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Backronym

The purpose of a backronym is usually to confer a symbolic meaning upon a word that previously had no such meaning. More specifically, a word is a backronym when people begin with a word and try to figure out an acronym to fit it, as opposed to the acronym emerging from a natural series of words. A good example of this would be the "PATRIOT ACT": lawmakers likely began with this phrase, and then worked backwards to make it the name of a law.

What is a backronym?

You probably came to this page because you just saw the world "backronym" at some other website and thought "now that's a funny word; what could it possibly mean?" But think for a second, doesn't it sound like another word you've heard before?

"Backronym" is a portmanteau of the words "back" and "acronym". As such, a backronym is a pre-existing word that's used within an unrelated context as an acronym for a phrase or lengthy name. The first known use of the word dates to November 1983, when it was the winning entry in a neologism contest held by the Washington Post. 

Some examples

Whenever you see a word that's familiar, yet used out of context and spelled in all capital letters, it's likely a backronym. The following sentences make use of backronyms:

  • "I joined SPAM in hopes of getting my compositions heard by some major label recording artists."
  • "Thanks to all the BISON, the quality of life has improved in our region."

Now what could these people be talking about? Spam—as in the product of Hormel Food Corp.—has nothing to do with the music industry. And how could a region's bison population make things any better—or worse, for that matter—for humans?

Thing is, they're not talking about Spam (the food) or bison (the creature); they're each making uses of backronyms. In the first example, SPAM is a backronym that stands for Society for the Publication of American Music. In the second, BISON means "biodiversity is serving our nation."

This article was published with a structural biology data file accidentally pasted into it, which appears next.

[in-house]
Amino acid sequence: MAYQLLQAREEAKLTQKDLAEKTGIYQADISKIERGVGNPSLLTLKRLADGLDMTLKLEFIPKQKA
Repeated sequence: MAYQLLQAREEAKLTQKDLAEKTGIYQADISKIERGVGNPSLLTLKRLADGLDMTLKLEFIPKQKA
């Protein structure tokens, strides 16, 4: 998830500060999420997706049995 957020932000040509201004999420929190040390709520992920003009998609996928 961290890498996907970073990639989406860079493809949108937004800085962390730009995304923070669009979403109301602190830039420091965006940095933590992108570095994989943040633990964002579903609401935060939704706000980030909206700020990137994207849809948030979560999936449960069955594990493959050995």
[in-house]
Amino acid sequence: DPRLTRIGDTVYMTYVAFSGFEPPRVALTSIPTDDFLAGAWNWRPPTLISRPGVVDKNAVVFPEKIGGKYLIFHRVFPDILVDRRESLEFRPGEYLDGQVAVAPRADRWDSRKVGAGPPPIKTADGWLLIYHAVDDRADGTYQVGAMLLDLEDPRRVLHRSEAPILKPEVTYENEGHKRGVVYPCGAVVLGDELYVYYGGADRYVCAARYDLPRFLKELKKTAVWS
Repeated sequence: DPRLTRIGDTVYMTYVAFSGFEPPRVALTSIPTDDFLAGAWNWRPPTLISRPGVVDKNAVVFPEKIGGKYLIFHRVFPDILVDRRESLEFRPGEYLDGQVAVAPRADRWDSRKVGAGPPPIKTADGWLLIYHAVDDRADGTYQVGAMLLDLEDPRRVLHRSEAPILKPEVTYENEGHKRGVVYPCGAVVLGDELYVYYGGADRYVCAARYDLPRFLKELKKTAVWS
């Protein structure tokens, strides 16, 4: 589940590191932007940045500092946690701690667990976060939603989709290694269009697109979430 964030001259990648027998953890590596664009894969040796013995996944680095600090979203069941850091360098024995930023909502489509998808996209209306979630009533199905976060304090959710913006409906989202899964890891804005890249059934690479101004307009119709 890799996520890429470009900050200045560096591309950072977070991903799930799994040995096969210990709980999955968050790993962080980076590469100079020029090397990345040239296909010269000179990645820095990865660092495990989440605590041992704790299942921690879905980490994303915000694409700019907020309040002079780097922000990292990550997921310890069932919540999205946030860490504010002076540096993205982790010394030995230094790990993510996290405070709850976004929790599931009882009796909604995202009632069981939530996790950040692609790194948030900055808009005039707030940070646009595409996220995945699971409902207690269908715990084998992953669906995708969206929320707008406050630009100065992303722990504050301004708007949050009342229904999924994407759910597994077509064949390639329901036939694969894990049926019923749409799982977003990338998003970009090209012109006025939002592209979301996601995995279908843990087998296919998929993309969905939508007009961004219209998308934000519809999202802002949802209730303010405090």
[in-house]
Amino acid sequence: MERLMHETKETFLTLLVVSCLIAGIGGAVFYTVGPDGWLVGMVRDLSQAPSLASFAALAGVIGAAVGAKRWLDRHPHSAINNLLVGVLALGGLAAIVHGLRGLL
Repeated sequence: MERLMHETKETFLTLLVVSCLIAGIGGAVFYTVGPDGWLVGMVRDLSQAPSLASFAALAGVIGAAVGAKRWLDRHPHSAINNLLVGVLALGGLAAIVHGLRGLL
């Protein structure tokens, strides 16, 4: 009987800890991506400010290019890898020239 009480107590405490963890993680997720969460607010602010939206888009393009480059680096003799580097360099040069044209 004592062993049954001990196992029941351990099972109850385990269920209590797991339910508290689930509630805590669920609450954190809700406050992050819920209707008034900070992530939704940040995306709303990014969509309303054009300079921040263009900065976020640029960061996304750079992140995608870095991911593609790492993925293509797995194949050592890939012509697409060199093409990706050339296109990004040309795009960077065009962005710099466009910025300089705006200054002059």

SPAM is essentially an acronym in this context, but an acronym made from a widely recognized word that typically elicits jokes (the food) or derision (unwanted email). Therefore, it's hard to imagine that a music-publication society—no matter how serious—could have possibly chosen SPAM as a self-referential shorthand without being tongue in cheek. 

The BISON backronym is different, since it's an acronym for a sentence rather than a name, but those are the two ways in which a word can qualify as a backronym. 

Origins of backronyms

Backronyms can be a fun way to tie the meaning of an organization or phrase to a familiar word. For instance, the founders of YAHOO, Jerry Yang and David Filo, selected the word "yahoo"—coined in Jonathan Swift's 1726 satire Gulliver's Travels as meaning a vice-addled person—in self-deprecating jest as an acronym for "Yet Another Hierarchically Organized Oracle."

In recent times, certain long-existing titles and phrases have gotten the backronym treatment, and new words have formed in the process. Popular examples include POTUS and SCOTUS, which have become convenient, roll-of-the-tongue shorthands, respectively, for President of the United States and Supreme Court of the United States.

Before the term's coinage, the backronym principle was applied in August 1977 by English punk rockers the Sex Pistols, who—banned by city councils from performing anywhere in their home country—embarked on an undercover tour where they were billed as the Spots, which stood for "Sex Pistols on Tour Secretly."

Words that don't qualify as backronyms: 

  • CPAC – An acronym that—while easily pronounceable as "see-pac"—can't really qualify as a legitimate word due to the presence of back-to-back consonants: c and p.
  • MGTOW – Neither a pre-existing word nor pronounceable as one, due to the presence of three consecutive consonants. While it's sometimes pronounced "migtow" for use in sentences, the addition of characters would be cheating, even if it could otherwise qualify.

Essentially, all backronyms are acronyms, but not all acronyms are backronyms. Click here to read a list of words that many people think are acronyms, but are really backronyms.

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